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An underappreciated singer, Olivia Newton-John breathed sensuality into the soft rock of the ’70s

Olivia Newton-John in the 1970s, photographed outdoors.
Olivia Newton-John in 1977.
(Chris Walter / WireImage via Getty Images)

Olivia Newton-John played a good girl gone bad in “Grease,” the movie that turned her into a superstar in 1978. But Newton-John, who died on Monday from breast cancer at age 73, was never truly was a bad girl — whether she sang country or disco, she specialized in the mellowest rock — yet a key part of her appeal lay in how her soft touch seemed sensuous, not saccharine.

That simmering sense of seduction could reach a boil, as it did when she closed out “Grease” duetting with John Travolta on “You’re the One That I Want” while dressed in skin-tight leather or on the video to her 1981 smash “Physical,” where she happily played a seductress on the prowl.

Spending 10 weeks at the top of the Billboard charts, “Physical” became the kind of hit that redefined Newton-John’s public persona, helping to soften the blow of “Xanadu,” the 1980 roller-disco extravaganza that effectively brought her silver screen dreams to a close. “Physical” also pushed her early successes on the country charts into history, becoming a pop perennial as enduring as “Grease,” but it didn’t open another chapter in her career. It was the culmination of a decade worth of hits that made her one of the prime figures in that most unfashionable of popular music genres — easy listening or, as it came to be known, adult contemporary.

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The one consistent within her decade and a half at the top of the charts is how she gravitated toward the middle of the road, finding a smooth path whether she was singing country or disco, the two styles that bookended her 1970s journey. Newton-John didn’t drive these changes so much as she navigated them, adapting to different sounds and styles with the aplomb of a showbiz natural.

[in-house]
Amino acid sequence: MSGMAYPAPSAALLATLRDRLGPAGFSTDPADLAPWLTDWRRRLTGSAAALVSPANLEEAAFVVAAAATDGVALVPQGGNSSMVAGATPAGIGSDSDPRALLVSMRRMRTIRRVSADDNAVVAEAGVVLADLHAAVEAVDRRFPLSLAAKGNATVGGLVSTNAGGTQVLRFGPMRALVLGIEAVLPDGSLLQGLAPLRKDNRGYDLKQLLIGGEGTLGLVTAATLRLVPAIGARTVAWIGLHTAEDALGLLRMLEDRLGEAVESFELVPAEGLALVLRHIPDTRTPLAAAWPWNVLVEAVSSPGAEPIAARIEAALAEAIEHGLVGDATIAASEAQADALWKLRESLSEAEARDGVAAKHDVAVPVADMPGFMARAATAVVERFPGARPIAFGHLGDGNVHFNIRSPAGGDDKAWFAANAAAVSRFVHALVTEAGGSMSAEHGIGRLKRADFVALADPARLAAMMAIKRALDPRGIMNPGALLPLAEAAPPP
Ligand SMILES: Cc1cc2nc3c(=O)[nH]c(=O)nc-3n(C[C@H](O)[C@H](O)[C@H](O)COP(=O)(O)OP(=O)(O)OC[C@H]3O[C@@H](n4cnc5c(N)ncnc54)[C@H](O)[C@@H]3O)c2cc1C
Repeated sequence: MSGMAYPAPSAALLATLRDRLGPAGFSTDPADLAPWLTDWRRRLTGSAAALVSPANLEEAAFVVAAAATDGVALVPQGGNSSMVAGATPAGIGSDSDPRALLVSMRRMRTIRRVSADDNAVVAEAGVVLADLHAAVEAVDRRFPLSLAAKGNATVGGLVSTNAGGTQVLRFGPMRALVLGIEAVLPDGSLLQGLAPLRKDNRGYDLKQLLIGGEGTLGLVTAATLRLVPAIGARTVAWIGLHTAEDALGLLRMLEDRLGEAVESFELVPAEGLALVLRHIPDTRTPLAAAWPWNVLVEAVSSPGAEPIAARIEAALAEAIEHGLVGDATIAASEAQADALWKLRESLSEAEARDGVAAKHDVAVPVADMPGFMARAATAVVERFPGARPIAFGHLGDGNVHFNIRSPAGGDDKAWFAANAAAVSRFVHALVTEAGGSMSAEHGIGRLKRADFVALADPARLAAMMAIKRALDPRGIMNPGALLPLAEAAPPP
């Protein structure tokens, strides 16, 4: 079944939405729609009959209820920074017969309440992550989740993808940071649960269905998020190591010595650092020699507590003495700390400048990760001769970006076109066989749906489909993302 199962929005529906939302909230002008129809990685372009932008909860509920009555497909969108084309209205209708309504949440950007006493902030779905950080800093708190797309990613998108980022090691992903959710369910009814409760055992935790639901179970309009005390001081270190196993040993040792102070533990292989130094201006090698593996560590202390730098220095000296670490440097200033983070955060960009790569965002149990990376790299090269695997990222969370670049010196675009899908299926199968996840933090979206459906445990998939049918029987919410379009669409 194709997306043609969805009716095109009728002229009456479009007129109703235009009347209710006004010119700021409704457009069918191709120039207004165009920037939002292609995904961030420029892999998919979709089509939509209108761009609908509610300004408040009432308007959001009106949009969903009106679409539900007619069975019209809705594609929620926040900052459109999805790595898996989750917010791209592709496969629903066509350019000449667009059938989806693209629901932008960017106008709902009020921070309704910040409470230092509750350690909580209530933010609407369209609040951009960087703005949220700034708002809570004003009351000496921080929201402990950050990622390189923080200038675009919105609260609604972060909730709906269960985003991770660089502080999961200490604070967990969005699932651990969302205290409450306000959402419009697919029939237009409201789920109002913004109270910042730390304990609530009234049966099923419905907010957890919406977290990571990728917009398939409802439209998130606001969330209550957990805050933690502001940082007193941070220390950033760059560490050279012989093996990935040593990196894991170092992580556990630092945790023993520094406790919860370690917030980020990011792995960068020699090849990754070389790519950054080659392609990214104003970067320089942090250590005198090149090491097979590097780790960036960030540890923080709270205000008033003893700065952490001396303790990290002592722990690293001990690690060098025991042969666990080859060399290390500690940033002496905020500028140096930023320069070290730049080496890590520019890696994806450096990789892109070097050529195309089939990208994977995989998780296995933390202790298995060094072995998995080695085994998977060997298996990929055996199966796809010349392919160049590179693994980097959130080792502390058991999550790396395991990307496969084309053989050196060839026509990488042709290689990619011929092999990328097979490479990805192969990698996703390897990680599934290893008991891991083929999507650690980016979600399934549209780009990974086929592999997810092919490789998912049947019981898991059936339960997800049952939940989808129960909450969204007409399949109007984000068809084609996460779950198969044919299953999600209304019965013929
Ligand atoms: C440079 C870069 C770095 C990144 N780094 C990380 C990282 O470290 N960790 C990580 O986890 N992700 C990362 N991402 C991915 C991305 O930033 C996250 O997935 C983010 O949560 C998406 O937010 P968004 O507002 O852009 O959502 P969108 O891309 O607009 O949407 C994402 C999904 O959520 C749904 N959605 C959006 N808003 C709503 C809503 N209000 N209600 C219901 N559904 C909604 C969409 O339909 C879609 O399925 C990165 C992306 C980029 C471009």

That innate sense of show was cultivated in her native Australia and recognized by Don Kirshner, the producer who helped bring the Monkees to air. He attempted to bring that same prefab spirit into the future with “Toomorrow,” a 1970 science-fiction flick in which a pop group featuring Newton-John is abducted by aliens. The movie went nowhere, just like the single she recorded for Decca back in the 1960s, yet it helped raise her profile enough to land her a record contract with Pye, which released her debut album, “If Not for You,” in 1971.

‘Grease’ actor and acclaimed singer Olivia Newton-John died Monday at age 73 at home at her Southern California ranch surrounded by family and friends.

“If Not for You” found Newton-John in familiar period garb, recording such contemporary standards as Bob Dylan’s title track, Kris Kristofferson’s “Help Me Make It Through the Night” and “Me and Bobby McGee,” plus Gordon Lightfoot’s “If You Could Read My Mind.” The sounds were as familiar as the songs, pitched halfway between the delicate folk-pop of Anne Murray and the cheerful country of John Denver, yet these productions are distinguished by Newton-John’s presence. Her voice was sweet and clear, delivered with precision and a warmth that lent depth and dimension to her records. She didn’t interpret songs so much as inhabit them, a quality that came into sharp relief with her breakthrough American hits, “Let Me Be There” and “If You Love Me (Let Me Know),” songs that got their start on country radio and crossed over into pop.